Baggage is still unattractive, even if it’s a couple’s set

Asking single people to date you singly, but describing yourself mostly in relation to your partner and how committed you are and how you’re in process with this whole non-monogamy thing isn’t going to turn people on or make them think they’d have a good time with you. The only thing less likely to get my panties in a twist than asking me for sex in your first five words is making it clear that you are a big ball of defensive, confused feelings, and you need free therapy that comes with head.

I understand that going from a lifetime of clear rules that can be spelled out with country songs to a new world of ambiguity is a big deal. My life is full of my big deals, too. Wait ’til the second date to wax large with the big deals, and try to understand that they aren’t my problem.

Low-stakes auxiliary sex Is probably easier with other non-monogamous people

When I tweak my dating profile to indicate “partnered but available,” the deluge of “third” emails slows to a trickle. The implications of this are nasty—it means that men (and couples) are looking for some kind of fantasy fulfillment robot with no life of her own, a convenient threesome partner and nothing more. That’s a lousy deal, especially for a single person looking for an emotional connection, not a role in a harem. This seems like a no-brainer, but I guess it needs to be said: If most of your emotional needs are covered by your primary partner, and all you really want is sexual variety and friendship, you might want to look for someone who is in a committed relationship of his or her own.

Non-monogamy isn’t the only way, and you don’t get to tell everyone else they’re doing it wrong

There are myriad reasons why people might prefer monogamy, including religion, ease of navigating the world, or because it just feels right. Respect that, even if you choose differently. You know how you complain all the time about monogamous bores telling you you’re going to hell/divorce court? They don’t need your advice, either.

Complete Article HERE!

The Toxic Attraction Between An Empath And A Narcissist

by

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We know that “narcissist” has become a bit of a buzzword recently, and some folks are quick to apply it to an ex-lover or family member or friend. While awareness of this concept is healthy, so is remembering that it is, in a mental health context, a serious condition that shouldn’t be applied to someone you’re mad at because they stole your mirror. ~ Eds.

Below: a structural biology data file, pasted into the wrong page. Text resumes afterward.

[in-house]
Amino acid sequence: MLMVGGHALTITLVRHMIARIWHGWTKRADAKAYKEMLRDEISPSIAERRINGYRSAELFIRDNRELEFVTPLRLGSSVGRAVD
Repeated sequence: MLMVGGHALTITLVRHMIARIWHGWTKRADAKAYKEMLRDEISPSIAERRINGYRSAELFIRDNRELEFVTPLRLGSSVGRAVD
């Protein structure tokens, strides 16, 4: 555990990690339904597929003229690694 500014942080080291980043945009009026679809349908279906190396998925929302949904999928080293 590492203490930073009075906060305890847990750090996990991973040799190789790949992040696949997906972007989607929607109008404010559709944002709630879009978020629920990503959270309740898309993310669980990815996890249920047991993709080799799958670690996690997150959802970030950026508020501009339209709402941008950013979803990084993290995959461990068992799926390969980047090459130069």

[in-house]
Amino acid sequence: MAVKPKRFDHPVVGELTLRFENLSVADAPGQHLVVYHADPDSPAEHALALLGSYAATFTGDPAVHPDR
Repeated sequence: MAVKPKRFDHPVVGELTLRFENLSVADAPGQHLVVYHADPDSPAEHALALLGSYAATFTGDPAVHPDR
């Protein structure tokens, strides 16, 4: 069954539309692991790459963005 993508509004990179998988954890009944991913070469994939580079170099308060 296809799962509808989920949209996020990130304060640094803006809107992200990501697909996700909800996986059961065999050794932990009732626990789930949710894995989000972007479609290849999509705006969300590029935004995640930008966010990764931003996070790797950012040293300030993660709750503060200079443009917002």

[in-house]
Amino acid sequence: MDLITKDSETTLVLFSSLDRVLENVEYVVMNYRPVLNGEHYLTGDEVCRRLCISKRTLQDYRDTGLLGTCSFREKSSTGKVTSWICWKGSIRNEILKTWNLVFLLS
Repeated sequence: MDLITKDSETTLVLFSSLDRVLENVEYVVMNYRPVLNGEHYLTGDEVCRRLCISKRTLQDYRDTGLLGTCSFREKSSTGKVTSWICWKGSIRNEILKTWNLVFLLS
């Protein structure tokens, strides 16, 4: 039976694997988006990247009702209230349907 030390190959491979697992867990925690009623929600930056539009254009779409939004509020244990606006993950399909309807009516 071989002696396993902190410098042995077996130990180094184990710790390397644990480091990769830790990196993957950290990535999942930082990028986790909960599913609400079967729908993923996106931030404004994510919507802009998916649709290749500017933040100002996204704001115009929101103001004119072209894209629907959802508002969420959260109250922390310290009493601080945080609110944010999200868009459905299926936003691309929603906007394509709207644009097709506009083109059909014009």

I am an empath. I discovered I was an empath after I got involved in a very deep and highly destructive relationship with a narcissist.

I am writing this article from the perspective of an empath, however, would love to read the view from the opposite side if there are any narcissists that would like to offer their perception on this.

Through writing about the empath personality type I have connected with many other people who class themselves as an empath and time and again I have heard people tell me how they have also attracted relationships with narcissists. There is a link. So, I decided to explore it further.

This is my theory…

From my own experience and studies on the narcissist personality type, there is always one core trait: A narcissist is wounded.

Something, somewhere along the line, usually stemming from childhood causes a person to feel worthless and unvalued and, due to this, they will constantly and very desperately seek validation.

Here comes the empath, the healer. An empath has the ability to sense and absorb other people’s pain and often takes it on as though it were their own. If an empath is not consciously aware of boundaries and does not understand how to protect themselves, they will very easily and very quickly bond with the narcissist in order to try to fix and repair any damage and attempt to eradicate all their pain.

What the empath fails to realise is that the narcissist is a taker. An energy sucker, a vampire so to speak. They will draw the life and soul out of anyone they come into contact with, given the chance. This is so that they can build up their own reserves and, in doing so, they can use the imbalance to their advantage.

This dynamic will confuse and debilitate an empath, as if they do not have a full understanding of their own or other people’s capabilities, they will fail to see that not everyone is like them. An empath will always put themselves into other people’s shoes and experience the feelings, thoughts and emotions of others, while forgetting that other people may have an agenda very different to their own and that not everyone is sincere.

The narcissist’s agenda is one of manipulation, it is imperative they are in a position whereby they can rise above others and be in control. The empath’s agenda is to love, heal and care. There is no balance and it is extremely unlikely there ever will be one. The more love and care an empath offers, the more powerful and in control a narcissist will become.